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isotope (Chemical) (OP)
7 Apr 10 18:53
Hi Engi dudes
In a tennis court construction project I am working on, it calls for a 240mm wide by 300mm high concrete plinth surrounding the court hard surface. The length of the concrete spans of the plinth are 100 x 50 feet (the outside dimensions of the court).  Penetrating the center line of the plinth are the fence posts which have a 700mm embedment into sub surface and these are spaced every 3.2 meters.  

How often do I need to place contraction joints in the plinth span and where should these be located (amidships between the fence posts or at the fence post)?

How should the contraction joints be best constructed (cutting the two reinforcment bars (placed within the plinth) or routing a groove in the concrete during curing?

How do you groove the surface that will be covered by the boxing form?

Appreciate any comments.  
bridgebuster (Civil)
11 Apr 10 12:17
Hopefully, I'm envisioning this correctly. Is any portion of the plinth (I'd call it a curb)above grade? If not, put a bondbreaker around the fence posts and then tool a joint in the top concrete surface at each fence post. This way the cracks form at the posts. You could also use a premolder filler material around the posts, which have to be installed before you do the curb.

Is your contraction joint actually a control joint? People have different definitions of contraction joints. Usually with a contraction joint the bars don't pass through it, unlike a construction joint, or a control joint, which is intended to provide a location where a crack can form without being easily seen.

If the curb is above grade you should have vertical control joints in addition to a tooled joint across the top. The control joint is created with a piece of wood - triangular cross-section- placed in the form. I would put one at each post. I wouldn't tie the corners together.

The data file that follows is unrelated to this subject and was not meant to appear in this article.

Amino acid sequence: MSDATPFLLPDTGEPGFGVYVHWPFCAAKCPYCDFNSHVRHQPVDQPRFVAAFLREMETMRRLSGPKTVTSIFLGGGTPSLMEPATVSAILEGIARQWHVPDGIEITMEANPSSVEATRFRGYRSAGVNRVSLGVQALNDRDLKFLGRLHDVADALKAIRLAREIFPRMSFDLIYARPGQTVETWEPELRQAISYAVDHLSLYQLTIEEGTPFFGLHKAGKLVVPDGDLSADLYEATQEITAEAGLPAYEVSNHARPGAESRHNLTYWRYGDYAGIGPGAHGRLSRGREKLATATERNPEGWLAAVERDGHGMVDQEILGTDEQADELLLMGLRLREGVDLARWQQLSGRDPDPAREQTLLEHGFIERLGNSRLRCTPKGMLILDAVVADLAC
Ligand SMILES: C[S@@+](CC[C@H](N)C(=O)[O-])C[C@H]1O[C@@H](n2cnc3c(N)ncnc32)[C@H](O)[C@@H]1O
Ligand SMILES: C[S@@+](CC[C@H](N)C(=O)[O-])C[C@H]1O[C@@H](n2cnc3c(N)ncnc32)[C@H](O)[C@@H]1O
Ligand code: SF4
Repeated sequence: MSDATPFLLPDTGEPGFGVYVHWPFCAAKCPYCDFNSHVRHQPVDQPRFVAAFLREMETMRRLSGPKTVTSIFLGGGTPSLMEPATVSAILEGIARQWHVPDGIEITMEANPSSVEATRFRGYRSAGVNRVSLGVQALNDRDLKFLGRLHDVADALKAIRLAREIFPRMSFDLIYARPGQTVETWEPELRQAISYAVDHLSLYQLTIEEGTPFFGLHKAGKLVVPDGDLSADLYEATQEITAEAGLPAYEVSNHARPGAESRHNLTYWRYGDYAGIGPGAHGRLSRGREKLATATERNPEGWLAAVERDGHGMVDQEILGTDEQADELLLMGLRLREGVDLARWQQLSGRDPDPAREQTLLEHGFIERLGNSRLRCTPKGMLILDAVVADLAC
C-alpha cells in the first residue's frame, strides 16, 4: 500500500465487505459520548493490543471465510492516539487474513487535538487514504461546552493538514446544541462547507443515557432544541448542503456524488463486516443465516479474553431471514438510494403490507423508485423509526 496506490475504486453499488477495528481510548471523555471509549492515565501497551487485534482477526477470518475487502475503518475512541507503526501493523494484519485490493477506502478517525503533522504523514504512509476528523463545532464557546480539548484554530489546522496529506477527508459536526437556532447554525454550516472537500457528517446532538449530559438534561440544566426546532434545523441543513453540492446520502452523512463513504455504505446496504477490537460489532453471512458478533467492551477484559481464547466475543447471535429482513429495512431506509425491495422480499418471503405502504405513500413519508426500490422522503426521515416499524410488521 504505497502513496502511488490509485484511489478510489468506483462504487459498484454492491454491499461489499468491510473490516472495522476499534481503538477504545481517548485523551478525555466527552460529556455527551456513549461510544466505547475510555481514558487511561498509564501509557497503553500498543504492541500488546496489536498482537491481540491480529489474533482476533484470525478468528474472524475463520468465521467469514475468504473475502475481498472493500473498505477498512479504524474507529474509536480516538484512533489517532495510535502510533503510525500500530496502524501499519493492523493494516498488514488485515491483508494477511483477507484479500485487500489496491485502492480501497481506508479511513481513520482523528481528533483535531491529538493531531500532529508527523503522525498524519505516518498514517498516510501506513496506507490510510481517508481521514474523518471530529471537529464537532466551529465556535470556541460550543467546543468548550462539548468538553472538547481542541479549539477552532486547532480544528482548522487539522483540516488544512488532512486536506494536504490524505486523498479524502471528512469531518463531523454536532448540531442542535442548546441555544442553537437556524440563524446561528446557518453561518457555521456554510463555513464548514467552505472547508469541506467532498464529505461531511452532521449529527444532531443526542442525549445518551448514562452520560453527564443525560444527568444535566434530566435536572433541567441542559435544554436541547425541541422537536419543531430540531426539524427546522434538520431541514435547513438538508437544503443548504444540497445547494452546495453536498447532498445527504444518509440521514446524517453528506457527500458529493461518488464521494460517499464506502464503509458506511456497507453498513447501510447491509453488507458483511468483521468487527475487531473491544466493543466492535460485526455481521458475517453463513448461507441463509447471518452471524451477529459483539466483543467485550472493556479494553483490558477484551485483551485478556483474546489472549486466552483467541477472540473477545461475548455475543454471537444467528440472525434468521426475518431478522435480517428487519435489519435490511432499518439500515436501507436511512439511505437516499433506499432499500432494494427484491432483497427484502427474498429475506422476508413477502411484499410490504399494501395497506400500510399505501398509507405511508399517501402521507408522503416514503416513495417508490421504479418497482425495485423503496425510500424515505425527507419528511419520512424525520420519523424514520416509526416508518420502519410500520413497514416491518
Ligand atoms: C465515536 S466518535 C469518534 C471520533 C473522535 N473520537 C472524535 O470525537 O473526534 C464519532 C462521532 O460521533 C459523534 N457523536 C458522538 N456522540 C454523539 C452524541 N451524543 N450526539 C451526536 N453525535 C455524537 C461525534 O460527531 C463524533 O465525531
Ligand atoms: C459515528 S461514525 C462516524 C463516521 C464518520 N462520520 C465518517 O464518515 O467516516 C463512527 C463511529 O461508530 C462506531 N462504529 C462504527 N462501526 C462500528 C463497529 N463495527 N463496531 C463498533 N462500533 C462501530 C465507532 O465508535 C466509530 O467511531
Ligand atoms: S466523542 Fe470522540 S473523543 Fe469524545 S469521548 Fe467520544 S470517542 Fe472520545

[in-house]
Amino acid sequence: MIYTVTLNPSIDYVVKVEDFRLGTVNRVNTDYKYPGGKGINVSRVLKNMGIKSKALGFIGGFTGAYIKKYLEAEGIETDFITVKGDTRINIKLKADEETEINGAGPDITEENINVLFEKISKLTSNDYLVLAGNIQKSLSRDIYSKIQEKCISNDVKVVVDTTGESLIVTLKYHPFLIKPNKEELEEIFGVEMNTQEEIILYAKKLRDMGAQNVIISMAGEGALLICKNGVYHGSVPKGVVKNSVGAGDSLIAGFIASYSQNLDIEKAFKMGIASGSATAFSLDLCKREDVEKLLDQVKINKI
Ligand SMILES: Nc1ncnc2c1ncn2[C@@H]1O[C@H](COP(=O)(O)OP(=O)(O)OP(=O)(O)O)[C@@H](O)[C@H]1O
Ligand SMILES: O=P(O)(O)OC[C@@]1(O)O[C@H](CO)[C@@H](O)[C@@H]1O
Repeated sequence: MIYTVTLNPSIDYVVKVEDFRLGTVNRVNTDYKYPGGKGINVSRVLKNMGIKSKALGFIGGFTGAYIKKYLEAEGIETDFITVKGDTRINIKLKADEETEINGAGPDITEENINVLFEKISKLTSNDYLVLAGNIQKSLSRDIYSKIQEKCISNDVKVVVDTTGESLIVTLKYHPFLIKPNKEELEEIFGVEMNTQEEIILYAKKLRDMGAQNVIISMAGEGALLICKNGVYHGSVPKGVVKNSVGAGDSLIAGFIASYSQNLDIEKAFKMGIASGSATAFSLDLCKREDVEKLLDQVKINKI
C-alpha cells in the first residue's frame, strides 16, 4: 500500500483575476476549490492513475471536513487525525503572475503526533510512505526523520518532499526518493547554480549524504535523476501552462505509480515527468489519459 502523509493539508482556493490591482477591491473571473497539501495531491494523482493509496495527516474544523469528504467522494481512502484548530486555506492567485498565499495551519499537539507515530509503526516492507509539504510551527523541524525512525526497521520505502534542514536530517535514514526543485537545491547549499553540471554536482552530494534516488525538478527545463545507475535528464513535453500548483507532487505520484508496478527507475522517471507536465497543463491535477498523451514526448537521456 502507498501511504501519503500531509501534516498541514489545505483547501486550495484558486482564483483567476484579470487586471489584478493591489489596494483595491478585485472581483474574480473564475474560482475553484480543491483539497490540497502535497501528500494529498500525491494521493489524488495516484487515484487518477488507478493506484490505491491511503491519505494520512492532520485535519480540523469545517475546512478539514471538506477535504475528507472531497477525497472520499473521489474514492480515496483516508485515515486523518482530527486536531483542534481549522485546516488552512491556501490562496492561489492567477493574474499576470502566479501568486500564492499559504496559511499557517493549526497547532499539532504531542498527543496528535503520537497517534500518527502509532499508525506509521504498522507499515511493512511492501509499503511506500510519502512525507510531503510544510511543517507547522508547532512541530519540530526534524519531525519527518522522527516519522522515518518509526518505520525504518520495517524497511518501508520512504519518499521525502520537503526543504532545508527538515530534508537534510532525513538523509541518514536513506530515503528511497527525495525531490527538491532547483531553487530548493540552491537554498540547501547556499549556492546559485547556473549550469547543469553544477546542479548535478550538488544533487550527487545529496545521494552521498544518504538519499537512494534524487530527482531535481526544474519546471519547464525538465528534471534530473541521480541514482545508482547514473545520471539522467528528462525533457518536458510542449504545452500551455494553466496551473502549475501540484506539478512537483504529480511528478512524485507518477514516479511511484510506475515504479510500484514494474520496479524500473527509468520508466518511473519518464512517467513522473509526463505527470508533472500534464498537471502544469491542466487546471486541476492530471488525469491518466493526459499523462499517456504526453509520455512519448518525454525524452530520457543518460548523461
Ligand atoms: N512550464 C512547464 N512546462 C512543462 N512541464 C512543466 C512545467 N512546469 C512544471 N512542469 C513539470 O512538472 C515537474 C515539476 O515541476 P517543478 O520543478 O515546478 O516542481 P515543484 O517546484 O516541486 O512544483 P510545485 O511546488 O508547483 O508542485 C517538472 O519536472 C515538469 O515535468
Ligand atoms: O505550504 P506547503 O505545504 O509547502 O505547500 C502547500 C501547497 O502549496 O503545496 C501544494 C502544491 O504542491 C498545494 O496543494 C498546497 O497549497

Ron (Structural)
11 Apr 10 13:29
Agree with BB...put the joints centered on the posts...it will crack there anyway because of the reduced cross-section.

You can form the joint by putting a small strip of wood or styrofoam adhered to the form.  When the form is removed, you can remove any wood or foam that is stuck to the concrete.  One simple way to do this is to use closed cell foam backer rod (3/4-inch diameter, cut in half).  Glue it to the form (as straight as possible, then tool a corresponding profile in the concrete at the top, unformed surface.  Dragging your finger through the concrete along a straightedge will suffice, since it will be almost the same profile as the 1/2 backer rod.

When you pull the forms, you'll likely see a fine crack develop at the formed profile.  You can then fill the profile with sealant to protect and hide the crack.

I know it is not the desired profile for a sealant joint, but it will work in this "non-critical" application.
isotope (Chemical) (OP)
12 Apr 10 7:47
Thanks BB and Ron.  

To clarify two of the four perimeter spans will be above grade and two below, since it is a cut and fill job.  

Nice advice on the form suggestions to make a groove in these (control) joints. Sounds like they don't have to be very deep.

BB you say do not tie the corners together.  I think maybe it could be necessary on the above grade corners since i don't want any possibility of forward slippage (down gradient) of curb on this perimeter.  I was intending to run my reinforcement bar continuous through the corners.  Is there a reason this would be a bad idea?

Cheers Isotope  
bridgebuster (Civil)
13 Apr 10 6:29
You can tie them together with "L" shaped bars. Again, it had to do with the way I pictured it.
 

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